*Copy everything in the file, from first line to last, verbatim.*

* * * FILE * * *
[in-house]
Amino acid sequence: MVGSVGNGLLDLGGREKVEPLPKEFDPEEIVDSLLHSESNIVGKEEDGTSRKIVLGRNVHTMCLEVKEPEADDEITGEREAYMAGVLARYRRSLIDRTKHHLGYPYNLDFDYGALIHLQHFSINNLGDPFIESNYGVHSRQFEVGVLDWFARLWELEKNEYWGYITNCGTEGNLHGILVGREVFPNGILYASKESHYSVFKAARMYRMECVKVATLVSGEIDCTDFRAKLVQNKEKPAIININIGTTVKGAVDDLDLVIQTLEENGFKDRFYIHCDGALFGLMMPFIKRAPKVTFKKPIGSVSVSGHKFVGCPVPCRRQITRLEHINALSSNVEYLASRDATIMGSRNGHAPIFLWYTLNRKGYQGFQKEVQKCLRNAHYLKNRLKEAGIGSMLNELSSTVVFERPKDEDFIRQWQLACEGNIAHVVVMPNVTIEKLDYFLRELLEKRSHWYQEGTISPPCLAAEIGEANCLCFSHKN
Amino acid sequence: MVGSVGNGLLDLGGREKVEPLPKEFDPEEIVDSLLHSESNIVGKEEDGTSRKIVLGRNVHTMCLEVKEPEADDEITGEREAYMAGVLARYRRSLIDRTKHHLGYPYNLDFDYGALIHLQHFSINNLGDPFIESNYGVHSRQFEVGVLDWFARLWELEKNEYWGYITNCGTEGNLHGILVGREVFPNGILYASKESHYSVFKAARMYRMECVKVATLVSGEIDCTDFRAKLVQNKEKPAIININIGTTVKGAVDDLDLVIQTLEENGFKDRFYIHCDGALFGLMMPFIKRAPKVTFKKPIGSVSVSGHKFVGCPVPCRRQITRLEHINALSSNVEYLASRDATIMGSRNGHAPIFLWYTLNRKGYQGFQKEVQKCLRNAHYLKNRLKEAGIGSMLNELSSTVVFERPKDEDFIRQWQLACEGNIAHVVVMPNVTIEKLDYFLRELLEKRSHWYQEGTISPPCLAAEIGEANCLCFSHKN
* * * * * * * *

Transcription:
[in-house]
Amino acid sequence: MVGSVGNGLLDLGGREKVEPLPKEFDPEEIVDSLLHSESNIVGKEEDGTSRKIVLGRNVHTMCLEVKEPEADDEITGEREAYMAGVLARYRRSLIDRTKHHLGYPYNLDFDYGALIHLQHFSINNLGDPFIESNYGVHSRQFEVGVLDWFARLWELEKNEYWGYITNCGTEGNLHGILVGREVFPNGILYASKESHYSVFKAARMYRMECVKVATLVSGEIDCTDFRAKLVQNKEKPAIININIGTTVKGAVDDLDLVIQTLEENGFKDRFYIHCDGALFGLMMPFIKRAPKVTFKKPIGSVSVSGHKFVGCPVPCRRQITRLEHINALSSNVEYLASRDATIMGSRNGHAPIFLWYTLNRKGYQGFQKEVQKCLRNAHYLKNRLKEAGIGSMLNELSSTVVFERPKDEDFIRQWQLACEGNIAHVVVMPNVTIEKLDYFLRELLEKRSHWYQEGTISPPCLAAEIGEANCLCFSHKN
Amino acid sequence: MVGSVGNGLLDLGGREKVEPLPKEFDPEEIVDSLLHSESNIVGKEEDGTSRKIVLGRNVHTMCLEVKEPEADDEITGEREAYMAGVLARYRRSLIDRTKHHLGYPYNLDFDYGALIHLQHFSINNLGDPFIESNYGVHSRQFEVGVLDWFARLWELEKNEYWGYITNCGTEGNLHGILVGREVFPNGILYASKESHYSVFKAARMYRMECVKVATLVSGEIDCTDFRAKLVQNKEKPAIININIGTTVKGAVDDLDLVIQTLEENGFKDRFYIHCDGALFGLMMPFIKRAPKVTFKKPIGSVSVSGHKFVGCPVPCRRQITRLEHINALSSNVEYLASRDATIMGSRNGHAPIFLWYTLNRKGYQGFQKEVQKCLRNAHYLKNRLKEAGIGSMLNELSSTVVFERPKDEDFIRQWQLACEGNIAHVVVMPNVTIEKLDYFLRELLEKRSHWYQEGTISPPCLAAEIGEANCLCFSHKN